While the U.S. dollar has soared in value against a basket of worldwide fiat currencies, Russia’s ruble climbed 4.5% against the greenback this week. During the first week of September, Russia told the press China would pay for natural gas with rubles and yuan. Moreover, Switzerland’s imports of Russian gold reached a high not seen since April 2020.
The Greenback Is Soaring, but Russia’s Ruble Is Also Rising Higher
This week the U.S. Dollar Currency Index (DXY) skyrocketed to new heights leaving a great number of fiat currencies worldwide badly bruised. For instance, two days ago, the European Union’s euro tapped a 20-year low against the U.S. dollar dropping to $0.973 on Friday.
Presently, the euro is even lower at $0.9690, and it is down 2.82% against the greenback during the past 30 days. 30-day statistics indicate the yen is down 4.72%, the sterling pound shed 8.17%, and the Canadian dollar lost 4.78%. The Chinese yuan breached a 7:1 exchange rate against the U.S. dollar for the first time in two years.
However, Russia’s native fiat currency the ruble has been more resilient this year, and it started to see gains a month after the start of the Ukraine-Russia war. Toward the end of June, Russia’s ruble tapped a seven-year high against the U.S. dollar, and at the time economists said “don’t ignore the [ruble’s] exchange rate.”
This Friday, while America’s native fiat currency climbed to new heights against various currencies worldwide, the ruble climbed 4.5% against the USD. The ruble managed to do this while the DXY breached a 20-year high following the Federal Reserve’s recent rate hike. The rising ruble follows Russian president Vladimir Putin explaining earlier this week that he vows to use “all means available” to win the war with Ukraine.
China Pays for Gas With Rubles, Swiss Purchases 5.7 Tons of Russian Gold in August, Analyst Says Ruble Withdrawals Have Pushed the Currency Higher
There were also hints of nuclear retaliation from the Russian president, and he detailed he was mobilizing more troops. Additionally, Reuters reported during the first week of September that China would be purchasing fuel from Russia with rubles and yuan payments.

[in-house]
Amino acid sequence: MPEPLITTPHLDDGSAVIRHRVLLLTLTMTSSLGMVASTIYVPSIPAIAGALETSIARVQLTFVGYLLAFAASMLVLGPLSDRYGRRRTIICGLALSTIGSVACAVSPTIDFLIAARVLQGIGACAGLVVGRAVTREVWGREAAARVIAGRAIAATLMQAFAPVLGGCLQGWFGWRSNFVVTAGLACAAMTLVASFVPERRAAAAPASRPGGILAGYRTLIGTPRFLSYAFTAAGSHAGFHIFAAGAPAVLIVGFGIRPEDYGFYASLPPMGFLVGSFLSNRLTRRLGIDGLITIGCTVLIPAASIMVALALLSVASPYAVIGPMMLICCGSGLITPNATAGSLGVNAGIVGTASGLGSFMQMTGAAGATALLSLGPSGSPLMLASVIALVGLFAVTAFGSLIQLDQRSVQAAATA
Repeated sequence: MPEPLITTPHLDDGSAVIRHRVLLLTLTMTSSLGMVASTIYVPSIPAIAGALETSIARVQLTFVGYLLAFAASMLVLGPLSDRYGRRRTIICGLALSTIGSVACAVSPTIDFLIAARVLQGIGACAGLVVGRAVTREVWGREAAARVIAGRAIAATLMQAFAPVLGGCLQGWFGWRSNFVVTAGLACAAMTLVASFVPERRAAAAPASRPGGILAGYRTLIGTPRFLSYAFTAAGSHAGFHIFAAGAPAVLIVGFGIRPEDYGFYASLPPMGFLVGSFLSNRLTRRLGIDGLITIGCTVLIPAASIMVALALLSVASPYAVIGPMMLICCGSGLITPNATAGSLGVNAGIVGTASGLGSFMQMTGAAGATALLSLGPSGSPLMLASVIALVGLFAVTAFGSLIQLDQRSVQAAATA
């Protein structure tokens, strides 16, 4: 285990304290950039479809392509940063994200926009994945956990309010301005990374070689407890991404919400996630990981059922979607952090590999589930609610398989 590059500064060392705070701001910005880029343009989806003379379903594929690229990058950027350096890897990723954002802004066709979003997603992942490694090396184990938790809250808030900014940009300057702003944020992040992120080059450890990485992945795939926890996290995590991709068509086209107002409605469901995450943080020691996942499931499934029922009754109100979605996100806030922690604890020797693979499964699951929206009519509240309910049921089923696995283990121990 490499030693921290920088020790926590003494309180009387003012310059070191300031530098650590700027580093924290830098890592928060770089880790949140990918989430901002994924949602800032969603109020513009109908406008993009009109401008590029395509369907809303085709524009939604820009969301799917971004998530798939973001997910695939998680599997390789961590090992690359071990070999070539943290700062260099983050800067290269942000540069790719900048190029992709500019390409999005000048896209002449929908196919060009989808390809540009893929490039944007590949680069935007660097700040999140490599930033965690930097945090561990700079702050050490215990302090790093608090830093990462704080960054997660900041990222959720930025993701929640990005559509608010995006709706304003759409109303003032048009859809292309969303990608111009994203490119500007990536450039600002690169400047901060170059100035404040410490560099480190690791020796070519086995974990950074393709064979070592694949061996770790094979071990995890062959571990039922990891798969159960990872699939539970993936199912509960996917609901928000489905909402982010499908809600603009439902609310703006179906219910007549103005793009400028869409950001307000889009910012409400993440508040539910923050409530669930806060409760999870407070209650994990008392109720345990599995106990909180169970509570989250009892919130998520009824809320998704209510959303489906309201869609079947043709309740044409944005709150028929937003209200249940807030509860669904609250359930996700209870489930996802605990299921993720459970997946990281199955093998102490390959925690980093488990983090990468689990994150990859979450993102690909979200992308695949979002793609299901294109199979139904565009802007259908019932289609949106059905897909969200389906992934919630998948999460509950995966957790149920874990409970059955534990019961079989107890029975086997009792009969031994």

Gazprom CEO Alexei Miller told the press at the time that China paying in rubles and yuan rather than dollars was “mutually beneficial” for both partners. Furthermore, reports indicate that the Swiss Federal Customs Administration revealed Switzerland imported 5.7 tons of Russia’s gold reserves in August. The stash was worth roughly $324 million, and the Swiss have not purchased a cache that size in over two years.
The country’s customs department, however, claims that the Russian gold originally stemmed from Britain, and it further stressed that no financial sanctions were violated. Switzerland fully denied breaking any sanctions and said the 5.7 tons of bullion was originally shipped from the U.K. back in May.
While the ruble’s exchange rate against the greenback has dropped a hair, it remains at 56.87 per dollar, at the time of writing on Sunday, September 25, 2022. While 30-day stats show the euro is currently down 2.82% against the U.S. dollar, the Russian ruble is up 4.32% this month.
Investing.com’s Geoffrey Smith says the surge for cash derived from Russians withdrawing massive amounts of money from their savings accounts. Smith further claims “Russians emptied their savings accounts in the wake of Wednesday’s mobilization call by President Vladimir Putin.”
He noted, however, that the surge in Friday’s ruble withdrawals was not nearly as large as the ruble withdrawals recorded last February. “The rise in demand for rubles led to a squeeze in interbank ruble rates, pushing the currency up in a market,” Smith wrote on Friday.